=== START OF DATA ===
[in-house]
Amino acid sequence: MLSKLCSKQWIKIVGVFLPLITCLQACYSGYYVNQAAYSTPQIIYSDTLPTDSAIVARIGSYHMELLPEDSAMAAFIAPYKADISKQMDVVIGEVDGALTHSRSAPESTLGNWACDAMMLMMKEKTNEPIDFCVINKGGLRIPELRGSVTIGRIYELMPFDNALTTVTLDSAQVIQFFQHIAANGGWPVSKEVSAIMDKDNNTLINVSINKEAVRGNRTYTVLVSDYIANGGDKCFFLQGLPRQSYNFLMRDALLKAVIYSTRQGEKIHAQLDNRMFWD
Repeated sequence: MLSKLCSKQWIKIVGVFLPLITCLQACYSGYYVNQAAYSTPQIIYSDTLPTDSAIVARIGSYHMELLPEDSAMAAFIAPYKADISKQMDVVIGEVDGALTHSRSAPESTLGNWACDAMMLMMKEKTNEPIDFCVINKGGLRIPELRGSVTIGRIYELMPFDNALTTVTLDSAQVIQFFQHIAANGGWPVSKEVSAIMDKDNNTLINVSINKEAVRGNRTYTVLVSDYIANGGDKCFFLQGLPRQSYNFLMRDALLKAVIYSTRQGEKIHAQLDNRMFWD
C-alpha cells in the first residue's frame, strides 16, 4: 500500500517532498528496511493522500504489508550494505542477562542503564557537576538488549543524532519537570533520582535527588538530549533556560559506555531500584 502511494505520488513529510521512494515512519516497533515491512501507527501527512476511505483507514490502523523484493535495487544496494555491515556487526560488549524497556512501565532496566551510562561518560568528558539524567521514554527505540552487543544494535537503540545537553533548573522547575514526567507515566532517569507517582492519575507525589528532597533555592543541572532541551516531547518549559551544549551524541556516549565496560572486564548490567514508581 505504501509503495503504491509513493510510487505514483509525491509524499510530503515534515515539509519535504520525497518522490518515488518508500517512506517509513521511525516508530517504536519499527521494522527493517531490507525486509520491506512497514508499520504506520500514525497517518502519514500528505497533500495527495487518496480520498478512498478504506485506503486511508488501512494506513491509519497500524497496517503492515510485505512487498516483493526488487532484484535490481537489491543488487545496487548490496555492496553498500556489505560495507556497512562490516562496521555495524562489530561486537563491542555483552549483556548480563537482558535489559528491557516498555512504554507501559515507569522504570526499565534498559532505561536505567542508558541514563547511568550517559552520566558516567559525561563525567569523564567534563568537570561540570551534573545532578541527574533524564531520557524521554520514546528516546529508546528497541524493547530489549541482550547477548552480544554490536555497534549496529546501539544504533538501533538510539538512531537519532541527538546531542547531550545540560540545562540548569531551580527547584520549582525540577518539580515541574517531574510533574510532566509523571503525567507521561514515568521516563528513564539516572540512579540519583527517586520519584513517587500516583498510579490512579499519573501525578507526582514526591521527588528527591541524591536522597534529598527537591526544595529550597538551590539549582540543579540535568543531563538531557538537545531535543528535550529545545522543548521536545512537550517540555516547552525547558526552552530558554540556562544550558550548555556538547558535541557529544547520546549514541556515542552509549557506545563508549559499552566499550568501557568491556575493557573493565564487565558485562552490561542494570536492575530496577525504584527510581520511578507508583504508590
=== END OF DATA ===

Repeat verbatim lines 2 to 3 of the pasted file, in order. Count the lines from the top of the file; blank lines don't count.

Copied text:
Amino acid sequence: MLSKLCSKQWIKIVGVFLPLITCLQACYSGYYVNQAAYSTPQIIYSDTLPTDSAIVARIGSYHMELLPEDSAMAAFIAPYKADISKQMDVVIGEVDGALTHSRSAPESTLGNWACDAMMLMMKEKTNEPIDFCVINKGGLRIPELRGSVTIGRIYELMPFDNALTTVTLDSAQVIQFFQHIAANGGWPVSKEVSAIMDKDNNTLINVSINKEAVRGNRTYTVLVSDYIANGGDKCFFLQGLPRQSYNFLMRDALLKAVIYSTRQGEKIHAQLDNRMFWD
Repeated sequence: MLSKLCSKQWIKIVGVFLPLITCLQACYSGYYVNQAAYSTPQIIYSDTLPTDSAIVARIGSYHMELLPEDSAMAAFIAPYKADISKQMDVVIGEVDGALTHSRSAPESTLGNWACDAMMLMMKEKTNEPIDFCVINKGGLRIPELRGSVTIGRIYELMPFDNALTTVTLDSAQVIQFFQHIAANGGWPVSKEVSAIMDKDNNTLINVSINKEAVRGNRTYTVLVSDYIANGGDKCFFLQGLPRQSYNFLMRDALLKAVIYSTRQGEKIHAQLDNRMFWD